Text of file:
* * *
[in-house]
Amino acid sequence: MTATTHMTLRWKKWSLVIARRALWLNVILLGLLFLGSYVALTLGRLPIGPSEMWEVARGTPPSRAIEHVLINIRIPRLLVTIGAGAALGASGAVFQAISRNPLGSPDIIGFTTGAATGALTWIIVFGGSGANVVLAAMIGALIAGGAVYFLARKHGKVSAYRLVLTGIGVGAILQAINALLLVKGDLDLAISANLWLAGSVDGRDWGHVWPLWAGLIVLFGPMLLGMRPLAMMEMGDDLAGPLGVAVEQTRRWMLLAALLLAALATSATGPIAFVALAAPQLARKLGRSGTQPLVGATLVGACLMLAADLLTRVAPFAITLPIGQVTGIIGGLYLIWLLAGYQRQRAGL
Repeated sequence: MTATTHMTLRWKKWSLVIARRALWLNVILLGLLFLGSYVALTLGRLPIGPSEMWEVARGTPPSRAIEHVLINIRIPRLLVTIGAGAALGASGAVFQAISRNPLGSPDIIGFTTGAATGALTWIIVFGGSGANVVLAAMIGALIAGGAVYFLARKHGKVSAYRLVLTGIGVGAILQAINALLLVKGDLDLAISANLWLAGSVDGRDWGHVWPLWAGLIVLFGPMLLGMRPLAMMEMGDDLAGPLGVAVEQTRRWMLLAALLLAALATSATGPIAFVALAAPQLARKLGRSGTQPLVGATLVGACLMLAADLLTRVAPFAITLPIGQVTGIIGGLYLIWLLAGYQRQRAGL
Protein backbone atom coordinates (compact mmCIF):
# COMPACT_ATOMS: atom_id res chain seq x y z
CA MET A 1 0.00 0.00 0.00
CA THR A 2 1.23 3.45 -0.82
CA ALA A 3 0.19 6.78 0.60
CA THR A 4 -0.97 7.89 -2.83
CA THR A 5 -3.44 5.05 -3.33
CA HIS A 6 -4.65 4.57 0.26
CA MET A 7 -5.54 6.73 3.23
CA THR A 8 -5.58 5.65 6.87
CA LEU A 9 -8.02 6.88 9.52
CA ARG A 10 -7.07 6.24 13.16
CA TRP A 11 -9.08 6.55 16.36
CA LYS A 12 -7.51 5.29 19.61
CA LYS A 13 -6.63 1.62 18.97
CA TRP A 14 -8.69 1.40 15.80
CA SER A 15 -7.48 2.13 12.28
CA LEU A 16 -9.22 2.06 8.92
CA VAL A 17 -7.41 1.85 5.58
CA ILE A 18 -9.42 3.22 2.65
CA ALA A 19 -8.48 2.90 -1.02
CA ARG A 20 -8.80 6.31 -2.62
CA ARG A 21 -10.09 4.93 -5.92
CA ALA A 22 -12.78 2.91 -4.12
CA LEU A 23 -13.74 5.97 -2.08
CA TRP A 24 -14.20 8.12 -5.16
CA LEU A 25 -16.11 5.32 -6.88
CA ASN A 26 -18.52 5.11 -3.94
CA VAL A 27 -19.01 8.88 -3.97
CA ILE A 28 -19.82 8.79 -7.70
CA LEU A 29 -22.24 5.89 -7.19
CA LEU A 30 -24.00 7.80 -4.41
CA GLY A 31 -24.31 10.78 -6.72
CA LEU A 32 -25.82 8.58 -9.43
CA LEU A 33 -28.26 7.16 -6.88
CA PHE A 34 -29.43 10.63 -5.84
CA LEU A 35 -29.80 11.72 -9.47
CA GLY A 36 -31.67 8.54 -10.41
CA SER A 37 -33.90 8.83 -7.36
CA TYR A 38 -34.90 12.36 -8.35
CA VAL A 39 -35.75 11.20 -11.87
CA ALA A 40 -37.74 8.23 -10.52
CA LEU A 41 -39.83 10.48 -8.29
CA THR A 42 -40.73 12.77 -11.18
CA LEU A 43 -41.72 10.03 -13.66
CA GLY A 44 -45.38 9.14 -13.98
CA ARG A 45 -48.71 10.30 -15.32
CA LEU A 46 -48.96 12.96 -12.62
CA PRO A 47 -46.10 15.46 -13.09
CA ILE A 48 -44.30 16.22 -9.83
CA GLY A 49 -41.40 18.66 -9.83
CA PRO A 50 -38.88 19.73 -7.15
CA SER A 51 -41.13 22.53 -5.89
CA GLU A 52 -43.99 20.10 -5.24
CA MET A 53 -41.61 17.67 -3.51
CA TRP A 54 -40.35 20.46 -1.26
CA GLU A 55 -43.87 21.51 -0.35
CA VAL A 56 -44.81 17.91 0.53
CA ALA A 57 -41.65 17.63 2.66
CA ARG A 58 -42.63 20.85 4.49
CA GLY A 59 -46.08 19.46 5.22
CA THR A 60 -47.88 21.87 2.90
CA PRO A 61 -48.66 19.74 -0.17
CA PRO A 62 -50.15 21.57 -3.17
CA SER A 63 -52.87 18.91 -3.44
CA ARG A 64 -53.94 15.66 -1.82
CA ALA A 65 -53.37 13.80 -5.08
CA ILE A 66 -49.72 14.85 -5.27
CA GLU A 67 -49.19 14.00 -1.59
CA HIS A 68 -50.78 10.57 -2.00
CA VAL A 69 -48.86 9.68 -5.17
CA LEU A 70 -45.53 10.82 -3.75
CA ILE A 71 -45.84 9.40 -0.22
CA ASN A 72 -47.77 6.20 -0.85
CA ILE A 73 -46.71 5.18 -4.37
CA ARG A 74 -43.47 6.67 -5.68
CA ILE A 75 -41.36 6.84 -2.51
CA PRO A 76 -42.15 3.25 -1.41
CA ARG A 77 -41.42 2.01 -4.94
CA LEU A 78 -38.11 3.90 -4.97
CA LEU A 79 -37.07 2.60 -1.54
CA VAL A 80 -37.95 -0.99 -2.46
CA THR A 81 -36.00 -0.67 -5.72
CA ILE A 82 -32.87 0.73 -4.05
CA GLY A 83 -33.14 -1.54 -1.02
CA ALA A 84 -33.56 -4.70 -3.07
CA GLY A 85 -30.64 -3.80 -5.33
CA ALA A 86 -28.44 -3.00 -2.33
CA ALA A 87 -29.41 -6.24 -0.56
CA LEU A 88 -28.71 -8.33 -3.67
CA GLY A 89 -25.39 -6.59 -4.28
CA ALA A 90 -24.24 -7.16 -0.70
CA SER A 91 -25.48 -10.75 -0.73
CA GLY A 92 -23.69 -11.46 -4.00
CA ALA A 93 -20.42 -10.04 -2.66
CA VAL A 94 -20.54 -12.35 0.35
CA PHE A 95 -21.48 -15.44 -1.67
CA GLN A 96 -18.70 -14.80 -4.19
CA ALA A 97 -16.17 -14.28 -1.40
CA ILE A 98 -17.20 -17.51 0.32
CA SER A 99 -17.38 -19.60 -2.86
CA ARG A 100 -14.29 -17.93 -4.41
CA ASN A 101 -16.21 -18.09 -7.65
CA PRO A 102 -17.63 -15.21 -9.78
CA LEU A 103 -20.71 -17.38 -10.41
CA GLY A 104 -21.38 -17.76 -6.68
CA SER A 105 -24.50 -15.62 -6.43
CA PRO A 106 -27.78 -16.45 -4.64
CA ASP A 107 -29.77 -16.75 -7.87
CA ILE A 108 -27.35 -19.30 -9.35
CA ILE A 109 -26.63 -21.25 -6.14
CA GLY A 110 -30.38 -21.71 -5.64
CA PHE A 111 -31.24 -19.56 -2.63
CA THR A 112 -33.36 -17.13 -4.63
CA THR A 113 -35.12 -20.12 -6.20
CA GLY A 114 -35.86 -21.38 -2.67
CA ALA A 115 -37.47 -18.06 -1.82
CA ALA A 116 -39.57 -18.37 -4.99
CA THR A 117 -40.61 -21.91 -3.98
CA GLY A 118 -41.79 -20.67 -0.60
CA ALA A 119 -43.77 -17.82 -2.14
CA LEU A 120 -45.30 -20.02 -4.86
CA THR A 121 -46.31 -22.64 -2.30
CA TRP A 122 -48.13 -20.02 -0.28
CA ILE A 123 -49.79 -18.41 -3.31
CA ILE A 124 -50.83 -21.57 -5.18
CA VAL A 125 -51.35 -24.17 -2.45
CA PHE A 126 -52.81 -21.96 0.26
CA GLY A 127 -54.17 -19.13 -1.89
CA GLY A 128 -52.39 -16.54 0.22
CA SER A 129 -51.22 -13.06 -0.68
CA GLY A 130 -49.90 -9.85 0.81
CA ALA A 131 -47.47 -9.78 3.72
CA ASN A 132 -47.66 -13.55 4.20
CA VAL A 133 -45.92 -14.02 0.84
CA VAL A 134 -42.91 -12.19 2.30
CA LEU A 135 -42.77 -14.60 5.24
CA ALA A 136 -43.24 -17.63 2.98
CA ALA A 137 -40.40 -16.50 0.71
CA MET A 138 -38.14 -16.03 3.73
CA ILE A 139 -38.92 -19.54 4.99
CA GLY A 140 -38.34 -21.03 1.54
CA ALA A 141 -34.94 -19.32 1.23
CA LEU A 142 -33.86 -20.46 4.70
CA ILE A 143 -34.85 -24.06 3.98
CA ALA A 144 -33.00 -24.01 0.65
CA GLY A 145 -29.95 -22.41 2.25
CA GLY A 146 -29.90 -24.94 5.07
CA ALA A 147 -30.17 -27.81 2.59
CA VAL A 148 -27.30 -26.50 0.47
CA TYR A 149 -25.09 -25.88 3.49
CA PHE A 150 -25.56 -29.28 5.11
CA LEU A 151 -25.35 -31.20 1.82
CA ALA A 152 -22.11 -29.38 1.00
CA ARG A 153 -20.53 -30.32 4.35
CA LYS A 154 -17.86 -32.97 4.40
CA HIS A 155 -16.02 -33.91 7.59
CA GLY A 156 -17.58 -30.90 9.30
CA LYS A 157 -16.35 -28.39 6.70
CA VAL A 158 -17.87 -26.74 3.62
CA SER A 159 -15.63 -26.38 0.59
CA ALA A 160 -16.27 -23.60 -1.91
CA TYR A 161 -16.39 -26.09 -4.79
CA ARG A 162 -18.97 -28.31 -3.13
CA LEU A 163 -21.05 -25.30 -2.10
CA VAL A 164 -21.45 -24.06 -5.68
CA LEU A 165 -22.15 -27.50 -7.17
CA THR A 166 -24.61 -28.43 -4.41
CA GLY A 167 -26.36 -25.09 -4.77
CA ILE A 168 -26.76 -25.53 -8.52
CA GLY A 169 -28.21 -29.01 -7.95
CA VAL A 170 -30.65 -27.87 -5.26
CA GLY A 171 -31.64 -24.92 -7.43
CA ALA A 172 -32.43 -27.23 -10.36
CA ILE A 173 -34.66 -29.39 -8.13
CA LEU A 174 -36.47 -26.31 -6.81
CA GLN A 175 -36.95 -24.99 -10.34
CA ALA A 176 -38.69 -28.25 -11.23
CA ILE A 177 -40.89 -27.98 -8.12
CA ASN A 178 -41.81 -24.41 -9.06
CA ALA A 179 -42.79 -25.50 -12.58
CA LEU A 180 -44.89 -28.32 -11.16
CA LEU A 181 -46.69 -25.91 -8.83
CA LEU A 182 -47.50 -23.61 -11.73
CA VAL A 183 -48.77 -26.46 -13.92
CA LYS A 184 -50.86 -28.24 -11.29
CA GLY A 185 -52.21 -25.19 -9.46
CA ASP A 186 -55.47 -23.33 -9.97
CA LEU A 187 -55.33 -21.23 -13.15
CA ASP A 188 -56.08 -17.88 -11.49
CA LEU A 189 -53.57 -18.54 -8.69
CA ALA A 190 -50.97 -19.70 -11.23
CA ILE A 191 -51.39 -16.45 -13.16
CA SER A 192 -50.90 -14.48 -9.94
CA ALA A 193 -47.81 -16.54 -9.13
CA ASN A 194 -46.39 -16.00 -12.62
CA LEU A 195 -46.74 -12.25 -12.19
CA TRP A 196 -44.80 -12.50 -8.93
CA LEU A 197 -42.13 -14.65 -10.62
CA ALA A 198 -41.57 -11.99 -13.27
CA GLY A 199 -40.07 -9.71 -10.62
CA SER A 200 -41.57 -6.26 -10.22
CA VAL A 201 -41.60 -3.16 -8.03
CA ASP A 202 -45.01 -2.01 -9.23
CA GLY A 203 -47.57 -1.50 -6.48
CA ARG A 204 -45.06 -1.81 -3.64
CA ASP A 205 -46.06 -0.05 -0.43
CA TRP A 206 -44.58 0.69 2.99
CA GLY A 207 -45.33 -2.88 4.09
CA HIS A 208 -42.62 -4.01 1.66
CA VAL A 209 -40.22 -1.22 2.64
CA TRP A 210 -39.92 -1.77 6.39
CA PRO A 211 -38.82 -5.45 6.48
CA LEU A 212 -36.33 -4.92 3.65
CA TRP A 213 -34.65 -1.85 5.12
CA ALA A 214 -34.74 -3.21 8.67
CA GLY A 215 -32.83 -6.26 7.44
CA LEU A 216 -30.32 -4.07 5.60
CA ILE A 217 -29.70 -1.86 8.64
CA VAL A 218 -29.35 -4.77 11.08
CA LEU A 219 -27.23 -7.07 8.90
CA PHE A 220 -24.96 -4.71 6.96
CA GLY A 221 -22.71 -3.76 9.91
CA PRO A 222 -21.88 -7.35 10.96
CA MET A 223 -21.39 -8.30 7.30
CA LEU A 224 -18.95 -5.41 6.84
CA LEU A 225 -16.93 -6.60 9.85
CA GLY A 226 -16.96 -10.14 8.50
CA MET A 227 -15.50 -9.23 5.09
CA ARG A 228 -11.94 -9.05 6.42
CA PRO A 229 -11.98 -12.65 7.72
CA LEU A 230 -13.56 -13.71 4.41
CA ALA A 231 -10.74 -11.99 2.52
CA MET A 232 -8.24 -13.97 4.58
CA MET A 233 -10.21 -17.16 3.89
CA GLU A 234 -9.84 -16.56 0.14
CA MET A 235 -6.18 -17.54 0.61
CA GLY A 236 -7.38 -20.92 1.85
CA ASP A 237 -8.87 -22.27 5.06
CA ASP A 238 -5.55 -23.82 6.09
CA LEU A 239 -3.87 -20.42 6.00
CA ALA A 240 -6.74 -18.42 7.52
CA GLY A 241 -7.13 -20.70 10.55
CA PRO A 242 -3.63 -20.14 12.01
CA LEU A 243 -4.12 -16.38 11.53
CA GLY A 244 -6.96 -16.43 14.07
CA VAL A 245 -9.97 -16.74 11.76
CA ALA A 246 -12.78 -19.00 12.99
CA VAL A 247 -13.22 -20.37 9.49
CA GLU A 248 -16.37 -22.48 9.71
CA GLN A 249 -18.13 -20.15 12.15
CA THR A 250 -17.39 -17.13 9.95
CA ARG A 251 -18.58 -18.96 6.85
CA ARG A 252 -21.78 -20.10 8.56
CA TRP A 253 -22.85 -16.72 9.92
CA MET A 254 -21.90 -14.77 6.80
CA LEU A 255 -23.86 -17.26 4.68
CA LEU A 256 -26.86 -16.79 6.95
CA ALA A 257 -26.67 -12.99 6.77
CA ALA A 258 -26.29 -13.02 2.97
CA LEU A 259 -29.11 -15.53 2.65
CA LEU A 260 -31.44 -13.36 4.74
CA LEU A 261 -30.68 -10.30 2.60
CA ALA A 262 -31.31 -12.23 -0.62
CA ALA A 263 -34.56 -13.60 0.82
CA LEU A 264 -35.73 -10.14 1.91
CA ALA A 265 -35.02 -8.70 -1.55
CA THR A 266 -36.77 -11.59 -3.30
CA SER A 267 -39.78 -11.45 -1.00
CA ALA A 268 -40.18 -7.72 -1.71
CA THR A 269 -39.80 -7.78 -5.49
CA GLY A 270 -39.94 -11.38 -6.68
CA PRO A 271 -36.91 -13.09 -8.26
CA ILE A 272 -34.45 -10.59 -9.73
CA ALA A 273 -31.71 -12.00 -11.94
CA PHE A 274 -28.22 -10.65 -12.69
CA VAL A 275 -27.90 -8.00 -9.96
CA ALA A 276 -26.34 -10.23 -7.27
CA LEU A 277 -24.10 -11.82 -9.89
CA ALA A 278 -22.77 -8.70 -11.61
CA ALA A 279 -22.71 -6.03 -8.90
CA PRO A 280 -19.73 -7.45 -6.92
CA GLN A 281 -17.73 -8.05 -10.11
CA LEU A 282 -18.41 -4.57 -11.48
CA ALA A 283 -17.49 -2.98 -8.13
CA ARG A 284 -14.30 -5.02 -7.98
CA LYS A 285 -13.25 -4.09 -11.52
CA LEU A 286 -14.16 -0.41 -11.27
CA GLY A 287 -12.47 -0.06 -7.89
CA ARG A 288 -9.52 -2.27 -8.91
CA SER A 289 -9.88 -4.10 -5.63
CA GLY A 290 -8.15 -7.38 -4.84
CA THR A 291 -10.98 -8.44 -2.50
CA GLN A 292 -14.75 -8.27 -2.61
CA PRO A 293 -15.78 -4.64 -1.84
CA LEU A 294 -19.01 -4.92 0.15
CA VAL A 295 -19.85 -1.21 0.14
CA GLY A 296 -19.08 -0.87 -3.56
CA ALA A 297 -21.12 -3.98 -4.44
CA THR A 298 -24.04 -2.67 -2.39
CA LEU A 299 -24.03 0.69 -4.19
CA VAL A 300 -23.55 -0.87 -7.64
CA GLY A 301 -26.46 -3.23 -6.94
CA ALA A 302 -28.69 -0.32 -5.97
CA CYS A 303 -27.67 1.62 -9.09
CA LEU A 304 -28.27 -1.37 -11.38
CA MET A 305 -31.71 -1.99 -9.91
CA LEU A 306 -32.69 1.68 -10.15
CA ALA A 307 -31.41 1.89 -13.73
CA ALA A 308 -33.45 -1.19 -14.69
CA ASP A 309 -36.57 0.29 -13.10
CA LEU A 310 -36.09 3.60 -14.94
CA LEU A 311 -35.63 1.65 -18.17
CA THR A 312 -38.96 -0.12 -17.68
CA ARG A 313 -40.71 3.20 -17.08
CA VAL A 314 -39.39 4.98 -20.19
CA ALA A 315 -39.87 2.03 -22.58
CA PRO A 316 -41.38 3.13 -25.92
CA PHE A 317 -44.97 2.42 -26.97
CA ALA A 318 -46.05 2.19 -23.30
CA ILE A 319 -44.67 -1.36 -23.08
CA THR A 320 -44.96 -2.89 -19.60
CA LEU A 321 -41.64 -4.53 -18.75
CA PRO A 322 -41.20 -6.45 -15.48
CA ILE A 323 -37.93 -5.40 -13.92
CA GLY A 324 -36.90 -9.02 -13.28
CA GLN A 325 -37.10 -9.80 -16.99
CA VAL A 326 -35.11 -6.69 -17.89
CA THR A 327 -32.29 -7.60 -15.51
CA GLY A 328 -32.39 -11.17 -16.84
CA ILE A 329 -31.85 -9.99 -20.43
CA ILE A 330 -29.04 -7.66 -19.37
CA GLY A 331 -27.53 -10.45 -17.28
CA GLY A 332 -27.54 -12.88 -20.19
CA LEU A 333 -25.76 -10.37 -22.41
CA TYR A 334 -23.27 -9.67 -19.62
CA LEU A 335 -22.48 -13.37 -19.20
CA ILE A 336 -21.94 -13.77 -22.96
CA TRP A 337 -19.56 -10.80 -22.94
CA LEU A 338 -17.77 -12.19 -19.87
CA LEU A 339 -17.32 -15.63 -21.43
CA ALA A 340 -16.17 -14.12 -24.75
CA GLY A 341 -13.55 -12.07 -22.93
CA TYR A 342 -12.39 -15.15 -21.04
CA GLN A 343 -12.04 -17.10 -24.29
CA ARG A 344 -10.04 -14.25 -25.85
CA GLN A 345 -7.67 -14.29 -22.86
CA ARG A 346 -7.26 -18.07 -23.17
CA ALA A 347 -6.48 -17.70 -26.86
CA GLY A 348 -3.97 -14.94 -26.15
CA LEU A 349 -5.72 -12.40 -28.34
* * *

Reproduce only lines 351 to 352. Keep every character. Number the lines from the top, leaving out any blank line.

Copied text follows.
CA ARG A 346 -7.26 -18.07 -23.17
CA ALA A 347 -6.48 -17.70 -26.86